Overview

IACCM CONTRACTING PRINCIPLES
Intellectual Property Rights and Indemnification for Third Party IP Claims

IACCM

1. General Concepts

  • Intellectual property owned by a party remains that party’s property unless expressly transferred under the contract.
  • A party’s use of and rights to another party’s intellectual property must be expressly specified in the contract.
  • Where services are provided by a supplier, the focus of the contract with the customer should be on the services and not on the intellectual property of the underlying components that are used in the provision of the services.
  • The supplier should stand behind all intellectual property incorporated into the services and indemnify the customer against third party claims that relate to the services and any elements thereof, subject to appropriate limitations (see below).

2.  IACCM Contracting Principles

2.1. Intellectual Property Rights

  • Each party owns the intellectual property it creates before, during and after the contract term, except as may be specifically provided in a contract or an attachment thereto.
  • As between the parties to a contract, the party furnishing information or materials to the other retains its intellectual property rights in such information or materials, subject to any license rights that are granted by the furnishing party (or by a third-party licensor).  Generally, where services do not contemplate software development, “work-for-hire” and similar provisions allocating ownership rights are not applicable.
  • The customer should have the right to use the supplier’s intellectual property as necessary to use the services for the customer’s business needs throughout the duration of the contract.
  • In circumstances where broader (or longer duration) license terms (e.g., to software or customer-specific deliverables) are appropriate, those rights should be specifically provided in the contract.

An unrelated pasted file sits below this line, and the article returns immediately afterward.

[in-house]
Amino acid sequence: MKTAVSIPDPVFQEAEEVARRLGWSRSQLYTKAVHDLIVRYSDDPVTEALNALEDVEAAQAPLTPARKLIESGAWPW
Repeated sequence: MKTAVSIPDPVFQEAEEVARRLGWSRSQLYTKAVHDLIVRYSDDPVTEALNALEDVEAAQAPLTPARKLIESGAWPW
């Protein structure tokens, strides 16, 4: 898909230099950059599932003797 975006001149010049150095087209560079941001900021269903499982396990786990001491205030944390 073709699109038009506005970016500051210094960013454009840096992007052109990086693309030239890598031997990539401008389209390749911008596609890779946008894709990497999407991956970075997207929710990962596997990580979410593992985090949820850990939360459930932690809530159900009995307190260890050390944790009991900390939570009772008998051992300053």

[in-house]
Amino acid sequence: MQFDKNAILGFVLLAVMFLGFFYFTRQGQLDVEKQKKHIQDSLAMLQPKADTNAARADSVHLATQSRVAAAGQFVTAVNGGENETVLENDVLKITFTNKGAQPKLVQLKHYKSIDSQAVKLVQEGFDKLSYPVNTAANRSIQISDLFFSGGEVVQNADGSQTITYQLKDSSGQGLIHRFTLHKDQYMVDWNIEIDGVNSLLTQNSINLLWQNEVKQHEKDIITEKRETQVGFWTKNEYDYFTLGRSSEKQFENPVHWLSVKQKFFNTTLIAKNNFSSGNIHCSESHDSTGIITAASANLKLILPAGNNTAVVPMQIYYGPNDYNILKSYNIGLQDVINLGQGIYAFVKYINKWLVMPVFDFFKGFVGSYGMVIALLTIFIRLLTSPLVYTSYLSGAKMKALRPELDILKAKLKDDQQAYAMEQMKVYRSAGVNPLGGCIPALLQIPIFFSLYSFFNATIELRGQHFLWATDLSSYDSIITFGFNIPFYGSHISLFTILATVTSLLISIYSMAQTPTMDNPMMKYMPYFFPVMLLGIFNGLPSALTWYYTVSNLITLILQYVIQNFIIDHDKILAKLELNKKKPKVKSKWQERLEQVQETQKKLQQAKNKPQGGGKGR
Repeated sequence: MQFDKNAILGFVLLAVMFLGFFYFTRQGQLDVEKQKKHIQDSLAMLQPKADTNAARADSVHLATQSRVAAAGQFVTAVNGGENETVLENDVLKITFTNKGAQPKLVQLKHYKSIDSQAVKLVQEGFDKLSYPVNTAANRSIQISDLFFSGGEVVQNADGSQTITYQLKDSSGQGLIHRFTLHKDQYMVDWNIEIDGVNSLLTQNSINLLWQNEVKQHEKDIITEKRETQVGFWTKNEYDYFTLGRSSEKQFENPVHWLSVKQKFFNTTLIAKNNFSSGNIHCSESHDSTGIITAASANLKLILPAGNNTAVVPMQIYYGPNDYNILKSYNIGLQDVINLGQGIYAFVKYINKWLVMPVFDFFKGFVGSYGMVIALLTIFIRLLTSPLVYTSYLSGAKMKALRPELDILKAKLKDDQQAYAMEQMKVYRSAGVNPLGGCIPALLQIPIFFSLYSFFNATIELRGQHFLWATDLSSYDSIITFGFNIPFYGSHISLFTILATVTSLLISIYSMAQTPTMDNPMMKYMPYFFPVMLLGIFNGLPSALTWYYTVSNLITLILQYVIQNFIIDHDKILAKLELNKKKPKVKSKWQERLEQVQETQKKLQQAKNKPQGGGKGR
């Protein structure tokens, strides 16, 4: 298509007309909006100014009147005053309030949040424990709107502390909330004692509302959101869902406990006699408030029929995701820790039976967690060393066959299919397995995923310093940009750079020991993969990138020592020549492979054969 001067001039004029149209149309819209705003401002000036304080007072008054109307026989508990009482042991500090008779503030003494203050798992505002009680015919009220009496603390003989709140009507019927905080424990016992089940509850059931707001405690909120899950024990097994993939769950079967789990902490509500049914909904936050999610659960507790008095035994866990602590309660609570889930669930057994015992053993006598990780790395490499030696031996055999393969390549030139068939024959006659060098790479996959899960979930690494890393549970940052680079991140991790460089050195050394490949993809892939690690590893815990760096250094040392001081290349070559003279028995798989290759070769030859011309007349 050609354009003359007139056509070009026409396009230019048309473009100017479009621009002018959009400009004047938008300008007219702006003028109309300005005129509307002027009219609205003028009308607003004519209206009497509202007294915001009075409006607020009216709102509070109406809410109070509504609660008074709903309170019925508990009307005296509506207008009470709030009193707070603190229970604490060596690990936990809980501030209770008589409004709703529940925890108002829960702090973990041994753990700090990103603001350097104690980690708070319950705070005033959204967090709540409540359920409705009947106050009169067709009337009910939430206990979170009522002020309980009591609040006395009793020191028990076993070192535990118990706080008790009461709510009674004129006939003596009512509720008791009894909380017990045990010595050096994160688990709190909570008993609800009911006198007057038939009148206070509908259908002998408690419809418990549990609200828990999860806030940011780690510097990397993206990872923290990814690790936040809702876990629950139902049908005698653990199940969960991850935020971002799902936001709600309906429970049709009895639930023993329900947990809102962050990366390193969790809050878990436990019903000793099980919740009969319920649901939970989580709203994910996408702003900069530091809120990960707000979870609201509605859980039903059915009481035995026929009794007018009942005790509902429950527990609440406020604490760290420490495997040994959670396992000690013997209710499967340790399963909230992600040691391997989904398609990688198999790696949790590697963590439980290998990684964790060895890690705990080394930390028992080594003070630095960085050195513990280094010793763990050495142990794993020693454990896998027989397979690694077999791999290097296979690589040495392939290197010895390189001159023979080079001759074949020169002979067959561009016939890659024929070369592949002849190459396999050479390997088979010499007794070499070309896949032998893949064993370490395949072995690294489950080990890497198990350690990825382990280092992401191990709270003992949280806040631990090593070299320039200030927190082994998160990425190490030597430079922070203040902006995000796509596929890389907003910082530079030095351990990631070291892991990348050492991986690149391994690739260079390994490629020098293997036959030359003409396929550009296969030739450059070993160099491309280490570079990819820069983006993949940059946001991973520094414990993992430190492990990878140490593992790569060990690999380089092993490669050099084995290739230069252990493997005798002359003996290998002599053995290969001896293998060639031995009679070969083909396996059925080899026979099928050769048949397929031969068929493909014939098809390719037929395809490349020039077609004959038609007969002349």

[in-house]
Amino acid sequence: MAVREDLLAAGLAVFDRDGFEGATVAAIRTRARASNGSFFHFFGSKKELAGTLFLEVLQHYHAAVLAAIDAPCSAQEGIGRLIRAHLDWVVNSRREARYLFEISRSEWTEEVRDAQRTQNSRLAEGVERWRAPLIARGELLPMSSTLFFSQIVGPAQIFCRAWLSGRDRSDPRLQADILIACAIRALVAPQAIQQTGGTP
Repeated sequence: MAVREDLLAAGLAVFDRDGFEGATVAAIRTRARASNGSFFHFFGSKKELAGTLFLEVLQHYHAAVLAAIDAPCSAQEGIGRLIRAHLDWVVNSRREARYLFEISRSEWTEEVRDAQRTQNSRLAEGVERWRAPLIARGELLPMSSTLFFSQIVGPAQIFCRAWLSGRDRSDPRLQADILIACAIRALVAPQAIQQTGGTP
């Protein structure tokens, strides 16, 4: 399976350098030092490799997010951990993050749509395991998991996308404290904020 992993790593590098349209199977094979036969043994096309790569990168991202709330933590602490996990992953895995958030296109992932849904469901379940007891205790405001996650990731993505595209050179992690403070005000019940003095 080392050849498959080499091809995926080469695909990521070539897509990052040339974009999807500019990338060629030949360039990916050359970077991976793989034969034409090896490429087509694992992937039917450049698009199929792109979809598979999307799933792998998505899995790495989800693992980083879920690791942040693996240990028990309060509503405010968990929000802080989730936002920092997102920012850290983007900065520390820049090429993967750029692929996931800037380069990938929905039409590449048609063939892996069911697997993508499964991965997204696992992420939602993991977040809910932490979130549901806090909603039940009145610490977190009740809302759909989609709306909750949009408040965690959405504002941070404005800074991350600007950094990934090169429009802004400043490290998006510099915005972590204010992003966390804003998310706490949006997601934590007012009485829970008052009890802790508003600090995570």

• As to customized unique content (such as a custom software application) that is developed for a customer's sole use in accordance with the customer's specifications, a provision granting the customer ownership or exclusive use of such content may be appropriate if the supplier is not retaining the right to re-use the content for other customers.
  • Third-party software, services, and equipment are provided subject to the third party’s license terms.

2.2. Intellectual Property Infringement

  • The supplier should be responsible for defending and paying/settling any third-party claim against the customer alleging that the supplier’s services or products infringe the third party’s intellectual property rights in any country in which the service or product is provided or where the services/deliverables are intended to be used. The supplier should not be responsible to the extent an infringement claim arises from the following ("Excluded Claims"):
    • combination of the supplier’s service or product with items provided by the customer or others not under the supplier’s control;
    • modification to the supplier’s service or product by someone other than the supplier or others not under the supplier’s control;
    • the supplier’s adherence to the customer’s requirements;
    • the customer’s content; or
    • use of the service by the customer in breach of contract restrictions or in violation of law.
  • The customer should be responsible to defend and pay/settle any third-party claim against the supplier for Excluded Claims.
  • The obligation to indemnify for third party infringement claims should not be subject to any limitation of liability cap.  
  • The indemnified party should have the obligation to promptly notify the indemnifying party of any such claims, and the indemnified party will not be responsible for any losses attributable to a notification delay.
  • The indemnification of third-party claims is sufficient to protect the customer, and therefore, the supplier should not be expected to provide a warranty or representation that its services or products do not infringe third party intellectual property rights.
  • If the supplier’s service or product infringes a third party’s IP (or is subject to a claim of infringement), the supplier may:
    • obtain from the third party the right for the customer to continue its use of the service or product;
    • modify the service or product so it is not infringing without materially reducing the functionality or performance of the service; o
    • substitute another service or product having substantially the same functionality and performance criteria.
  • If the supplier is unable to implement any of these measures through commercially reasonable efforts, the supplier may cease providing the service or accept a return of the product that is subject to the third party claim and refund any prepaid charges or refund the current market value of the product, as the case may be.